Hints on proving theorems in Twelf, continued
Andrew W. Appel
March 2000
17. Coping with nonstrictness
The "cut" lemma is a useful thing, as we have already seen. From
a proof of A, and a function that converts any proof of A to a proof
of B, we can obtain a proof of B:
cut : pf A -> (pf A -> pf B) -> pf B =
Let us attempt a proof:
cut : pf A -> (pf A -> pf B) -> pf B =
[p1: pf A]
[p2: pf A -> pf B]
p2 p1.
Load this definition. The Twelf error message is,
stdIn:2.4-4.9 Error:
No strict occurrence of variable A, use %abbrev
A strict occurrence of a variable is a use as the argument of a
function, or as use in the type attribution of a variable with a strict
occurrence. Twelf can't completely type-check a definition with
a free variable (such as A, B) with no strict occurrences.
For most users (including me!) this is the most mysterious part of
Twelf. It's often not clear why type-checking fails. However,
there is a bag of tricks that can be used, sometimes successfully.
In this case the solution is to use A as the argument of a preexisting
constructor or definition. We will use imp_i. Load the
following definition:
imp_i' : (pf A -> pf B) -> pf (A imp B).
(I've put a prime there to avoid shadowing the imp_i from the core
logic.) Examine the output in the *twelf-server* window, where
you find,
imp_i' : {A:tm form} {B:tm form} (pf A -> pf B) -> pf (A imp B).
This means that imp_i actually takes three arguments; the first
argument is A. Thus, if we write the expression (imp_i p2)
it really means (imp_i A B p2), where the A and B arguments are
added automatically in type inference. Therefore, using (imp_i p2)
somewhere in the proof will solve the "no strict occurrence of A" problem.
But how can we shoehorn (imp_i p2) into this proof? By applying
imp_e to the result, as follows:
cut : pf A -> (pf A -> pf B) -> pf B =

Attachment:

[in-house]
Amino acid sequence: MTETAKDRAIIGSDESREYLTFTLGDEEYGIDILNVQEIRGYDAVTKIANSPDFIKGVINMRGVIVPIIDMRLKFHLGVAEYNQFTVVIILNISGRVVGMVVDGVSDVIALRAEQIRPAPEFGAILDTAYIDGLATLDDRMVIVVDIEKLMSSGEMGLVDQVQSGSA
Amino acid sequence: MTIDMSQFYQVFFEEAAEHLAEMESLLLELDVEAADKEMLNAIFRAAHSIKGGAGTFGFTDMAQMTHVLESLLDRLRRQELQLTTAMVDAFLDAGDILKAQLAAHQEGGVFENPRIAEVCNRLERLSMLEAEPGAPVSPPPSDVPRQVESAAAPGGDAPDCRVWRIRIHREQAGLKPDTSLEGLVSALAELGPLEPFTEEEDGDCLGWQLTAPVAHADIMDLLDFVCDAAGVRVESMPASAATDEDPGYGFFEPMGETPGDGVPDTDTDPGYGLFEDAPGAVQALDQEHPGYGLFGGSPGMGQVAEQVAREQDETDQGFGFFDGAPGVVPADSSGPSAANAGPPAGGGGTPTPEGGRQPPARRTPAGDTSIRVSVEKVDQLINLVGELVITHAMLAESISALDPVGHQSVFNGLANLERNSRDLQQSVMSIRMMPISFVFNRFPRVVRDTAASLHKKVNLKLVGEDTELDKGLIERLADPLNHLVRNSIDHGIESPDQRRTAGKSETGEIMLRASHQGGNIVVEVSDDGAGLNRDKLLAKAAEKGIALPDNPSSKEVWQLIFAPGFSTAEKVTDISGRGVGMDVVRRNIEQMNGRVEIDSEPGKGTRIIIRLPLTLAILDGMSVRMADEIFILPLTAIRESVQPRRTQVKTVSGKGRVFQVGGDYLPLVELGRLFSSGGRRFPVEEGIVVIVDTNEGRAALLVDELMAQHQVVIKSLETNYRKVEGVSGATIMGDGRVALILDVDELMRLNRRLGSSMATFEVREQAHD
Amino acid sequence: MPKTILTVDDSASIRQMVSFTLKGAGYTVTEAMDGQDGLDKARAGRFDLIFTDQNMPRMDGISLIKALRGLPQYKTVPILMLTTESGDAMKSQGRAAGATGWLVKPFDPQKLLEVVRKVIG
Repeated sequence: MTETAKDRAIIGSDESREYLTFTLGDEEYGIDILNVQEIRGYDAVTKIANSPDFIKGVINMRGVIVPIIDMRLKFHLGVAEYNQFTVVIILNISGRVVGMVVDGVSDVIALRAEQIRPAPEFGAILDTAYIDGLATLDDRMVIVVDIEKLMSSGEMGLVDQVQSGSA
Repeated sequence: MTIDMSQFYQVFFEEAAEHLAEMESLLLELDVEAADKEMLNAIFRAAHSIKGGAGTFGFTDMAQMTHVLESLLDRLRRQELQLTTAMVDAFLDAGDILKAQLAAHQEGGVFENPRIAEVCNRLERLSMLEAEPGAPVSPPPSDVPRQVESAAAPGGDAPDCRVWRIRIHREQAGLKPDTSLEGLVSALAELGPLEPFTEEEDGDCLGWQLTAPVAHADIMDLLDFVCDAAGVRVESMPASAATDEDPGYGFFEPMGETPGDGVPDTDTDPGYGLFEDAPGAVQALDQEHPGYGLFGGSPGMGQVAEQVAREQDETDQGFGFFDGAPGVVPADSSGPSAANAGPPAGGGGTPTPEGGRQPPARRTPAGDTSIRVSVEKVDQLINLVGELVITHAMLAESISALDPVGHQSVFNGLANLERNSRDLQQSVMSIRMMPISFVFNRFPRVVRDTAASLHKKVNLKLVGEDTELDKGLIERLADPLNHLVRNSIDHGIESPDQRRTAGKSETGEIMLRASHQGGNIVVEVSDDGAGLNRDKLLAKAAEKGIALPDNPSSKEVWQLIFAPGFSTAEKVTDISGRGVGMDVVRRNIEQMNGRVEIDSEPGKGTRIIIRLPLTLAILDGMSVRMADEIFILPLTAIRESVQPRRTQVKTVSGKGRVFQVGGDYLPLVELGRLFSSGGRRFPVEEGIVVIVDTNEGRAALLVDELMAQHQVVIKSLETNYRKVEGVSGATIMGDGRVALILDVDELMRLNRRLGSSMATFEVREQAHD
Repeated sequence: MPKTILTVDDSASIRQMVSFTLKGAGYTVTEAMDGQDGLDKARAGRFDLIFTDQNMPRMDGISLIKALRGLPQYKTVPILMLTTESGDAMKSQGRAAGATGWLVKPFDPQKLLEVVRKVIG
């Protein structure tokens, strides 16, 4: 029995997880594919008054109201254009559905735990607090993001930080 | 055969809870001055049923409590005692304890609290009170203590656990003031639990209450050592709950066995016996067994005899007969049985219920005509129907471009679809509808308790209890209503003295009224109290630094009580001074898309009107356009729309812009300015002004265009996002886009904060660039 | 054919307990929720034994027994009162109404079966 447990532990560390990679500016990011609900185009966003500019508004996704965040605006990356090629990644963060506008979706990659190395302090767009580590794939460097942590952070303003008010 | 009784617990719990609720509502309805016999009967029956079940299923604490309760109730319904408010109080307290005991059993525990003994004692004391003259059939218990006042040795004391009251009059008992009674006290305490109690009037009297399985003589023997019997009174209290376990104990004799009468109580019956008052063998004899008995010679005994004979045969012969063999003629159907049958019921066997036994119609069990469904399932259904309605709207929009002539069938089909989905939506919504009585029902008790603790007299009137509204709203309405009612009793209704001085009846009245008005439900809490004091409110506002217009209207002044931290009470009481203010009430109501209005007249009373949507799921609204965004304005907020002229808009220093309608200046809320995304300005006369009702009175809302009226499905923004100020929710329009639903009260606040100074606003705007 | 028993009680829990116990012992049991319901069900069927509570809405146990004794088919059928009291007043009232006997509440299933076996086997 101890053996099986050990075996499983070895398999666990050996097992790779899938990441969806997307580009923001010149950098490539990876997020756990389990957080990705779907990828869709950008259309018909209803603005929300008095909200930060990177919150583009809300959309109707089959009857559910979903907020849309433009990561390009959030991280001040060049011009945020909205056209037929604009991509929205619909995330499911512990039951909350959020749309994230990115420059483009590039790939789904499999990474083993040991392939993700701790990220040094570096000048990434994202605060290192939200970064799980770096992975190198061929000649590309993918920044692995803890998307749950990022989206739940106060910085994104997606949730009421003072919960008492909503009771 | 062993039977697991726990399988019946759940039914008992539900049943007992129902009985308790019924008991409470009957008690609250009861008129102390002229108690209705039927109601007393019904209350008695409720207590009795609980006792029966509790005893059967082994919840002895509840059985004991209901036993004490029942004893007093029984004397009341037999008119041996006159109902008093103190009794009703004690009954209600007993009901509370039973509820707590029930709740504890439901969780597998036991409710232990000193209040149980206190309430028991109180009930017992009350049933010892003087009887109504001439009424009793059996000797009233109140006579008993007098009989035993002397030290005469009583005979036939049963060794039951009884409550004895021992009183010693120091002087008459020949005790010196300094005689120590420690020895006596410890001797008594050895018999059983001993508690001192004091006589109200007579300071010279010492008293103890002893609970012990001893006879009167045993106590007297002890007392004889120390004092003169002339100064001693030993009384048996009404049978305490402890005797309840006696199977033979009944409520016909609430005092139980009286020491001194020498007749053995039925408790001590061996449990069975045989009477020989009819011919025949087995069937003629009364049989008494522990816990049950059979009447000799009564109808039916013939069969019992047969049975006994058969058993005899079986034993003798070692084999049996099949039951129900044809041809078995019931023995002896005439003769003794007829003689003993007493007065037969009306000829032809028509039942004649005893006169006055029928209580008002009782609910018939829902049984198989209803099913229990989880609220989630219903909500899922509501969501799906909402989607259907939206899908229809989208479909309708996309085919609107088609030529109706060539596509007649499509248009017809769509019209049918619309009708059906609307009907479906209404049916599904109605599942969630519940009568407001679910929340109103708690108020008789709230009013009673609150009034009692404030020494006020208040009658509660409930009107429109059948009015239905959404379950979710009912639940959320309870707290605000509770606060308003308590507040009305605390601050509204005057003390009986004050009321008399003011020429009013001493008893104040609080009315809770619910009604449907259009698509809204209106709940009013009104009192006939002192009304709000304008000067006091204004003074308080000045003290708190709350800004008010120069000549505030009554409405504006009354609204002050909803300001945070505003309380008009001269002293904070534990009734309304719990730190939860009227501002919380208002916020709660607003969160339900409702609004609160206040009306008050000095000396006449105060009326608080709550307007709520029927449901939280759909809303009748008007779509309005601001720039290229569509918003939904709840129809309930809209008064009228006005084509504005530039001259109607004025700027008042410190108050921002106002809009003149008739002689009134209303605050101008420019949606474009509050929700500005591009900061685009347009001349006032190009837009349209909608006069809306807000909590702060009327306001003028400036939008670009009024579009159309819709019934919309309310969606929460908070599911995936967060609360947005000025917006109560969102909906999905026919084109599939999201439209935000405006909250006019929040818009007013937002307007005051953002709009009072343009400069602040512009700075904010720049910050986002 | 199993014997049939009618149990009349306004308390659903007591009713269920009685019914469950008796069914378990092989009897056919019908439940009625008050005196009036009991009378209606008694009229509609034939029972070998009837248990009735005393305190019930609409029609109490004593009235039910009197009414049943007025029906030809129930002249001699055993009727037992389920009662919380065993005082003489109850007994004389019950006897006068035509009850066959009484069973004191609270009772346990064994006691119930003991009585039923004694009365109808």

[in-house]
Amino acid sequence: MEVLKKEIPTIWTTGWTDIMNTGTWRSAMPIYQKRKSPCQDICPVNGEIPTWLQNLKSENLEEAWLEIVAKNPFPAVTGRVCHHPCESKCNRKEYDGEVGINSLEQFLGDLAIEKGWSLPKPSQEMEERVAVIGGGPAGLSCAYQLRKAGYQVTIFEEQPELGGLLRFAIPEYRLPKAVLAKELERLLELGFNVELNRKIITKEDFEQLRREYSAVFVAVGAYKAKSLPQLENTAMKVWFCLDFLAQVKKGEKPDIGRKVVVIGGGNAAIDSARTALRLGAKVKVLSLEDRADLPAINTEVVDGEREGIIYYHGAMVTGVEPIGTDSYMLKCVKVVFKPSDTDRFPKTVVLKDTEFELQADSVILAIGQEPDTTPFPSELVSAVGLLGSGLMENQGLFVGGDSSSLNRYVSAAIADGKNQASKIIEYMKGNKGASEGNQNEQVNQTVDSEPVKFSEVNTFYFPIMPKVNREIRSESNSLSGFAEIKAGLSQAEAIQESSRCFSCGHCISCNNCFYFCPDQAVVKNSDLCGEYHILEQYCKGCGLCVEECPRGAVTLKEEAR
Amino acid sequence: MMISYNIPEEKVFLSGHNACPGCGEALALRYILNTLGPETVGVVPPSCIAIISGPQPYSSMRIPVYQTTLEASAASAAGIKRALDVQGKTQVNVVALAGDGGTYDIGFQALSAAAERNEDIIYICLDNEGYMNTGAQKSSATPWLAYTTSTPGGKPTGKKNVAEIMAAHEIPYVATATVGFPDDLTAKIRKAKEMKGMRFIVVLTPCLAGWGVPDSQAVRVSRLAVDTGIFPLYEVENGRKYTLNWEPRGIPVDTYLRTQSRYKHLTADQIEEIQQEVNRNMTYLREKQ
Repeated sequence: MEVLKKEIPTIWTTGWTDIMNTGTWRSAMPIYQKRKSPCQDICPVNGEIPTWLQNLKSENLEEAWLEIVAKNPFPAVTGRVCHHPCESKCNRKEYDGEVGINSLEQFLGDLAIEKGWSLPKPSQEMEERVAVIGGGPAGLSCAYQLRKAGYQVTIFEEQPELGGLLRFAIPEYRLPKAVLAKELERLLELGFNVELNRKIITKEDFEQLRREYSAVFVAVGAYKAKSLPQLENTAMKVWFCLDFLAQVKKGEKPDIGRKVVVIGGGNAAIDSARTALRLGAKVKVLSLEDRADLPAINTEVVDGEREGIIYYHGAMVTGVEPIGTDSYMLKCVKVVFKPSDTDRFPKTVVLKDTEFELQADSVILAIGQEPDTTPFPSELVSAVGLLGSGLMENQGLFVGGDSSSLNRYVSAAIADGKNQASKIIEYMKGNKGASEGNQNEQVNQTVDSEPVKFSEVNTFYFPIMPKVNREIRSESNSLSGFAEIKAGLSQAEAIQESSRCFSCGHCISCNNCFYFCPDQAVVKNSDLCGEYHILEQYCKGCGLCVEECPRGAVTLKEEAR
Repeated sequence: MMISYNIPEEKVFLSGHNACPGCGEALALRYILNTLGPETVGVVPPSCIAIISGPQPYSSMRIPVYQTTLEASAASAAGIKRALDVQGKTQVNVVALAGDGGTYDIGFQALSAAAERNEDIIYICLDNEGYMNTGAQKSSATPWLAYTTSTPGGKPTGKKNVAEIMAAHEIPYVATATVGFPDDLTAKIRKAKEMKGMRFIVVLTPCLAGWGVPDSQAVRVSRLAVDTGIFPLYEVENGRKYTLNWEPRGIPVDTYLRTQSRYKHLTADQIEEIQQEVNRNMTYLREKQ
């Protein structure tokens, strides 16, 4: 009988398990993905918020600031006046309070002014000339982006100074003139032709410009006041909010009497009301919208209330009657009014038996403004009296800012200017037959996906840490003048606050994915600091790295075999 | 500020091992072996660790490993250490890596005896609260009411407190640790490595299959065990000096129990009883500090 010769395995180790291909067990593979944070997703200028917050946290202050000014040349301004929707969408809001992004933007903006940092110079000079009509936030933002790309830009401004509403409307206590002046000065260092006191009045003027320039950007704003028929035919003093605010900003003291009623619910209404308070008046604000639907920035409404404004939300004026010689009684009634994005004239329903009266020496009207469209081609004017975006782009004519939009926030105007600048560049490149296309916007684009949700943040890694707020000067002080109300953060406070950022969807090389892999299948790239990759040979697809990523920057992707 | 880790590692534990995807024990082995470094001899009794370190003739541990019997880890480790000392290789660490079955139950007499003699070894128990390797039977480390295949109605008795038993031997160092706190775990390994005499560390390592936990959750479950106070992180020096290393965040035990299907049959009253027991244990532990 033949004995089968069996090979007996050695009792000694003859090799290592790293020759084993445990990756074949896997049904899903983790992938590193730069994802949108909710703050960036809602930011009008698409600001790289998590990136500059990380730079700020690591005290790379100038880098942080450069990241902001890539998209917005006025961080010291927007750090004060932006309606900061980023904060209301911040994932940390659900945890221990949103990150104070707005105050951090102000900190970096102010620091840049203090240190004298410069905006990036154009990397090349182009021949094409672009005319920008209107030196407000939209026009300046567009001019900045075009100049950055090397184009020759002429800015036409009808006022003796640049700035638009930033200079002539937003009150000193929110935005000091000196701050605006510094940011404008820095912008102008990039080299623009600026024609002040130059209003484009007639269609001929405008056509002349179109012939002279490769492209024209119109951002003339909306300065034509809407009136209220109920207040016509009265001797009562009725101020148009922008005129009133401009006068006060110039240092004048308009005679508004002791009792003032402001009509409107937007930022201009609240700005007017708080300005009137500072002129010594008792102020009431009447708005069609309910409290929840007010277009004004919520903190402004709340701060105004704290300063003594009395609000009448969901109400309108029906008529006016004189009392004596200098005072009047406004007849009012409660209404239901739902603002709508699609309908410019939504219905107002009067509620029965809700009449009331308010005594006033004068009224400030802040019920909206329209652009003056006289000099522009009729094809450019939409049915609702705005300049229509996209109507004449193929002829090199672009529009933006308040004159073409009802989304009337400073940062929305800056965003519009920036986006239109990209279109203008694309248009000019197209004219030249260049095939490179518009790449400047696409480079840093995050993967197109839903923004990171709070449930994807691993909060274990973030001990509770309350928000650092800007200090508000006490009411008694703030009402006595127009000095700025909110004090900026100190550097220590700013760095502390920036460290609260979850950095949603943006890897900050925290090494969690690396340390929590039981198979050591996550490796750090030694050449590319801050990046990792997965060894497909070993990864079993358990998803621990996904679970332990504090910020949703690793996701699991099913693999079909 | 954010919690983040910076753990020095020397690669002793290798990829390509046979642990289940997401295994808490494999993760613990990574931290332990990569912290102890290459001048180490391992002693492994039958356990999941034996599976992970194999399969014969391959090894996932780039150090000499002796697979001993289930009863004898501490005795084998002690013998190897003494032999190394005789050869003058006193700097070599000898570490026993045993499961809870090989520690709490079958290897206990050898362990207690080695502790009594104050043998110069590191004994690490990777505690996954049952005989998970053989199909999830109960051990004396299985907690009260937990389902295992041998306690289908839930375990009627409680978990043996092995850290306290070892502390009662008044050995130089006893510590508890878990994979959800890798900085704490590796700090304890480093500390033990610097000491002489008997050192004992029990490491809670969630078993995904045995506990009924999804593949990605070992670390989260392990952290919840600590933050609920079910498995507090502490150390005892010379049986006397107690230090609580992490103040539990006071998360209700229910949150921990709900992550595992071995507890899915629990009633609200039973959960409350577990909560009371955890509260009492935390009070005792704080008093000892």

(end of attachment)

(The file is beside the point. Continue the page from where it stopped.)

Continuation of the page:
[p1: pf A]
[p2: pf A -> pf B]
imp_e (imp_i p2) p1.
Load this definition and notice that it is accepted!
The proof of cut is less elegant than it should be, with the
extra imp_i and imp_e, but at least it's proved now. And the
users of cut don't have to know about it.
Now, consider the following lemma:
lemma57: pf A -> pf B -> pf (A imp B) = ...
Before proving this, note that the first premise (pf A) is going to
be useless; the lemma is provable from the second premise (pf B) alone.
EXERCISE: prove this lemma.
SOLUTION: read on.
We start in the usual way:
lemma57: pf A -> pf B -> pf (A imp B) =
[p1: pf A]
[p2: pf B]
hole (A imp B).
Load this definition. We get the usual message,
stdIn:2.2-4.15 Error:
No strict occurrence of variable p1, use %abbrev
So we proceed as follows:
%abbrev
lemma57: pf A -> pf B -> pf (A imp B) =
[p1: pf A]
[p2: pf B]
imp_i [p3: pf A]
hole B.
and finally,
%abbrev
lemma57: pf A -> pf B -> pf (A imp B) =
[p1: pf A]
[p2: pf B]
imp_i [p3: pf A]
p2.
At this point we have removed all the holes, so naturally it's time
to remove the %abbrev:
lemma57: pf A -> pf B -> pf (A imp B) =
[p1: pf A]
[p2: pf B]
imp_i [p3: pf A]
p2.
Load this definition. The error message is,
stdIn:2.2-5.4 Error:
No strict occurrence of variable p1, use %abbrev
Upon examining the proof, we see that there is no occurrence of
variable p1 at all! So, how can we use p1 in this proof, even
though there's no need? One way is to "cut in" a useless fact:
lemma57: pf A -> pf B -> pf (A imp B) =
[p1: pf A]
[p2: pf B]
cut p1 [p5: pf A]
imp_i [p3: pf A]
p2.
Load this definition. It works! There's no occurrence of variable
p5, but that's OK because p5 is not an argument to the lemma as a
whole, as p1 is.
Now it would be a good thing to add a comment to this proof, lest
some unsuspecting maintainer delete the "useless" cut:
lemma57: pf A -> pf B -> pf (A imp B) =
[p1: pf A]
[p2: pf B]
cut p1 [p5: pf A] % This cut provides a strict occurrence of p1
imp_i [p3: pf A]
p2.
Here's another example: prove this lemma
lemma58: tm T -> pf B -> pf (A imp B) = ...
We start in the usual way
lemma58: tm T -> pf B -> pf (A imp B) =
[X: tm T]
[p2: pf B]
imp_i [p3: pf A]
p2.
And we get the usual error message:
stdIn:2.3-5.5 Error:
No strict occurrence of variable T, use %abbrev
In fact, there is no strict occurrence of X or T, but Twelf gives
us only one error message.
Now, we can't use just "cut" to use up X, because cut takes a proof
as an argument, and X is not a proof. However, we can use
lemma58: tm T -> pf B -> pf (A imp B) =
[X: tm T]
[p2: pf B]
cut (exists_i X true_i) [p5: pf (exists [X] true)] % strictify X
imp_i [p3: pf A]
p2.
This gives a hint about the recipe for creating strict occurrences: